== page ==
Hyundai Introduces EV Home Charging Ecosystem in Partnership With Electrum

At this year’s Los Angeles Auto Show, Hyundai introduced a new home charging option, part of the company’s strategy to attract a different crowd of electric vehicle (EV) buyers.

Hyundai Home

Solar panels, energy storage, and electric vehicle charging are part of what Hyundai calls “Hyundai Home.”

According to TechCrunch, Hyundai has teamed up with Electrum, an installer of solar panels, house batteries, and heat pumps, to better serve clients in 16 states looking to purchase EV charging infrastructure. 

Arizona, California, and Colorado customers will benefit from the new alliance. 

Electrum advisers are now available to residents of the following states: Connecticut, Florida, Illinois, Maryland, Massachusetts, Maine, Missouri, Nevada, New Jersey, New York, Oregon, Pennsylvania, Rhode Island, Virginia, and Washington.

According to Hyundai’s senior group manager of strategic environmental alliances, Ian Tupper, dealers were already assisting customers in contacting local installers and power providers to set up charging and storage for new Hyundai EVs like the Ioniq 5 before this week’s announcement.

Tupper told TechCrunch in an interview that they want to make the EV adoption and charging infrastructure available to everyone through this initiative.

“We want to make it easy for customers to go solar to get energy storage and to eventually use all those systems together to reduce their energy bill,” he added.

Related Article: Hyundai’s Upcoming Luxury Hotel is Exclusively EV Powered: Here’s What to Expect

The Problem

States like California have outlawed the sale of new gasoline automobiles by 2035 as part of a broader effort to cut carbon emissions throughout the country, particularly from tailpipes or vehicles powered by fossil fuels. 

This implies that more and more people in the US are considering buying electric vehicles, plug-in hybrids, or hybrids.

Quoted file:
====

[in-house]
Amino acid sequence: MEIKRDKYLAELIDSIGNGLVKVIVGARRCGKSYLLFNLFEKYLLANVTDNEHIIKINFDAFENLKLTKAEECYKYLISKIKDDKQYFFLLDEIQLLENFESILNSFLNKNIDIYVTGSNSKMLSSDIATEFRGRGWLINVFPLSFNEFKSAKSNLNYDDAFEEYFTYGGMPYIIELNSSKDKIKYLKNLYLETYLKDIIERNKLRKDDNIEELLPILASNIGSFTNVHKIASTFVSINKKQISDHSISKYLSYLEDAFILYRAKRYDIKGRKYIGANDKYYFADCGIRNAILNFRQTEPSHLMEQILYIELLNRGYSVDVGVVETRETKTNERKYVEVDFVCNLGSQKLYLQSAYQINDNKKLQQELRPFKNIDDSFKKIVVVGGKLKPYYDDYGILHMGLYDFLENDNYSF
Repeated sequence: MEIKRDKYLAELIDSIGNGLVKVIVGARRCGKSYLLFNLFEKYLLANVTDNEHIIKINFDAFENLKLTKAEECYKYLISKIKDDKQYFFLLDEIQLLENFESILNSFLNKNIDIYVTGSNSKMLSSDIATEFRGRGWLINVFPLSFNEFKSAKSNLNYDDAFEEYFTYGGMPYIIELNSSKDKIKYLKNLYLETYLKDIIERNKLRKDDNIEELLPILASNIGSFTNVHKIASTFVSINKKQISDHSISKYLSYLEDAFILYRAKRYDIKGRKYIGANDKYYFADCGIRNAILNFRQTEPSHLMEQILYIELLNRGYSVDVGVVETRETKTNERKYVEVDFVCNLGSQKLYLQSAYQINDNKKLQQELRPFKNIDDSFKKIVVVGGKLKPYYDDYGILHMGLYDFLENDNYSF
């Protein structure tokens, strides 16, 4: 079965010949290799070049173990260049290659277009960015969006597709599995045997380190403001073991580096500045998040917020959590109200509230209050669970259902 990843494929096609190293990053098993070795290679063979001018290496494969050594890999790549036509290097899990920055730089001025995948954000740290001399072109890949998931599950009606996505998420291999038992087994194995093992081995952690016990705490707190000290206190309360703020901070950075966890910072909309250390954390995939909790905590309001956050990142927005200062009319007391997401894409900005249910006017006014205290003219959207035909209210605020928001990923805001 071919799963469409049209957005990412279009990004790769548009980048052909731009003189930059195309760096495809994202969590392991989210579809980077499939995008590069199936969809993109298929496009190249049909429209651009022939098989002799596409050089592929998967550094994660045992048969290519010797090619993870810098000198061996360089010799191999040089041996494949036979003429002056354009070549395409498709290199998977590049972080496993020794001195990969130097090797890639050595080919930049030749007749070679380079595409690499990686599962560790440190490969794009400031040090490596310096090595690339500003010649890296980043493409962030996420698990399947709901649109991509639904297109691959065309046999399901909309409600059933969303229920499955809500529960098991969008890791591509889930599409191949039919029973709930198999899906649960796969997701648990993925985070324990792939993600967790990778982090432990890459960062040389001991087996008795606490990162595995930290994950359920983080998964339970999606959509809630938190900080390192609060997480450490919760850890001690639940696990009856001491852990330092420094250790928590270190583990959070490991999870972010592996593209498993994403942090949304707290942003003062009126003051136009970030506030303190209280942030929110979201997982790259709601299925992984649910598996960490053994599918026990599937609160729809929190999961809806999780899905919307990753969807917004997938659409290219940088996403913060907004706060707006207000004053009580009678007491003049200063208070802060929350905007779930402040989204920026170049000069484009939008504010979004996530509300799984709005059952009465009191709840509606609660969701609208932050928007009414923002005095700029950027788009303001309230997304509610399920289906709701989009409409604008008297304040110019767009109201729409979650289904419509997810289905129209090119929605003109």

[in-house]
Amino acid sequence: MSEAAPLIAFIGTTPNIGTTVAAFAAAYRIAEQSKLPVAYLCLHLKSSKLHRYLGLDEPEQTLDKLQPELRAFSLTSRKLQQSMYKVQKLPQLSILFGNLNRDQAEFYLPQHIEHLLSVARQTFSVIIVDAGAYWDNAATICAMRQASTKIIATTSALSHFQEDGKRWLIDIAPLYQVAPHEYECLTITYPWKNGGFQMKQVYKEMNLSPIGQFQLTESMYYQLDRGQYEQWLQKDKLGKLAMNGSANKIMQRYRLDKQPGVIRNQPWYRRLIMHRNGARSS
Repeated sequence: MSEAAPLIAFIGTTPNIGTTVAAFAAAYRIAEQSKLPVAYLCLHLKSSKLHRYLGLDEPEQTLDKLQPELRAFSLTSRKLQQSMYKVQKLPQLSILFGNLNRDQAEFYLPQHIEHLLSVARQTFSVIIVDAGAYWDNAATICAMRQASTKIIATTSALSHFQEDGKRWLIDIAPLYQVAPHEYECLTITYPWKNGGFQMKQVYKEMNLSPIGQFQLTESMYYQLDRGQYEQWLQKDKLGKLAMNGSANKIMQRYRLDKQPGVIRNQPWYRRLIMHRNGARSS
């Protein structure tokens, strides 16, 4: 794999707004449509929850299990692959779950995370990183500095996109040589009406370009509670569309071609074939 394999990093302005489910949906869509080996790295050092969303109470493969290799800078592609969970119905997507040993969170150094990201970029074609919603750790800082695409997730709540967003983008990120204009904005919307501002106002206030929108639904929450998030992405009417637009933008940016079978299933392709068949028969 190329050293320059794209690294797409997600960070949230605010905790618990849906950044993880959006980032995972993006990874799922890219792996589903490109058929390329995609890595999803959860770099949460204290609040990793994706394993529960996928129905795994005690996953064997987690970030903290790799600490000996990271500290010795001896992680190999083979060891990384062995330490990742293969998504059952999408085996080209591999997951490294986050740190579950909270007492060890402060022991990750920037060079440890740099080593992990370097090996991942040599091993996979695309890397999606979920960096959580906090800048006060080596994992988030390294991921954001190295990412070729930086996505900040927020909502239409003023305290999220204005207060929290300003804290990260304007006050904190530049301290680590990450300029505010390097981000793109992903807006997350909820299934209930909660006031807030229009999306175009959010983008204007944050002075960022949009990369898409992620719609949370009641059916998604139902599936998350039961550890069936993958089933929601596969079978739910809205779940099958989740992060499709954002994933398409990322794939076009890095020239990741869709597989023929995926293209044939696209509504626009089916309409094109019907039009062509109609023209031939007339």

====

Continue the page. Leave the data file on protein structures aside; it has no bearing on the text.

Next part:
However, according to the US Census, about a third of American households are renters, and most rental properties are older.

Therefore, tenants will need landlords willing to invest in panel upgrades and provide charging access in multiunit garages to have access to at-home charging.

Costs might range from about $1,300 to $3,000 or more to alter the electrical panel of a single-family house so that it can be used to charge a car. 

Many individuals, particularly those who live in multifamily complexes without access to home charging, will not be able to purchase or use battery-electric, hybrid, or plug-in electric cars due to their high cost. 

Tupper claims that Hyundai is thinking about doing this, but he could not provide any specifics about their future intentions.

The Solution

“If we want to achieve mass adoption, we need to solve that problem for renters and so we’re attacking it in a couple of different ways,” said Tupper.

The company is pursuing a strategic collaboration to incentivize as many recharging stations as possible. It is also trying to identify more players to give solutions. 

Tupper said that if they can assist a city build a charging center and incentivize low-power AC charging, they would.

Hyundai is working with partners like Electrum to deliver additional charging and power storage alternatives to consumers in states other than the 16 areas Electrum covers.

Read More: Hyundai’s IONIQ 6 EV Tops Safety Rating With Five Stars: What Are Its Safety Features?

This article is owned by Tech Times

Written by Trisha Kae Andrada

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